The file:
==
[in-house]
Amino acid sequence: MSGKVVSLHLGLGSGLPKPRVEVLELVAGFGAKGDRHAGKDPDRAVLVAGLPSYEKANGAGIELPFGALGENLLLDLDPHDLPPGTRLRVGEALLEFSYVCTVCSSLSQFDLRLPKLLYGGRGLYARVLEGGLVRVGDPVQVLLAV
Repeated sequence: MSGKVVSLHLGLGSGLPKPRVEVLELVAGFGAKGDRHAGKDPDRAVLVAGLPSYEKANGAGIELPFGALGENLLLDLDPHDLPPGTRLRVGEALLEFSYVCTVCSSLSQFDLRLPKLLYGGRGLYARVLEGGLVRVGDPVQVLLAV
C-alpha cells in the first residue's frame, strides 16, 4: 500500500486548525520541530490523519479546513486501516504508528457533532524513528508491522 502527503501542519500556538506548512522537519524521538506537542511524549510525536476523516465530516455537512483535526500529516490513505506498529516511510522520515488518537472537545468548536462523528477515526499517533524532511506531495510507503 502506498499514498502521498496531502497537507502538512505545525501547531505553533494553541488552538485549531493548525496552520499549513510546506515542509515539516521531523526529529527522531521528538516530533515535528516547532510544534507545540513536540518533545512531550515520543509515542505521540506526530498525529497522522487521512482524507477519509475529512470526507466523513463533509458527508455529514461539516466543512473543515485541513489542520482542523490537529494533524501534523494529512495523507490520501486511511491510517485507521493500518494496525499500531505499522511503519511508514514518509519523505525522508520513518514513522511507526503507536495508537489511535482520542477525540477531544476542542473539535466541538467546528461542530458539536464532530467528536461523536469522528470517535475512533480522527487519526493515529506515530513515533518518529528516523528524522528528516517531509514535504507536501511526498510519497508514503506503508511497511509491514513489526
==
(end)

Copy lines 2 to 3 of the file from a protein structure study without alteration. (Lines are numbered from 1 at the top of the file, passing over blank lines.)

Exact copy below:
Amino acid sequence: MSGKVVSLHLGLGSGLPKPRVEVLELVAGFGAKGDRHAGKDPDRAVLVAGLPSYEKANGAGIELPFGALGENLLLDLDPHDLPPGTRLRVGEALLEFSYVCTVCSSLSQFDLRLPKLLYGGRGLYARVLEGGLVRVGDPVQVLLAV
Repeated sequence: MSGKVVSLHLGLGSGLPKPRVEVLELVAGFGAKGDRHAGKDPDRAVLVAGLPSYEKANGAGIELPFGALGENLLLDLDPHDLPPGTRLRVGEALLEFSYVCTVCSSLSQFDLRLPKLLYGGRGLYARVLEGGLVRVGDPVQVLLAV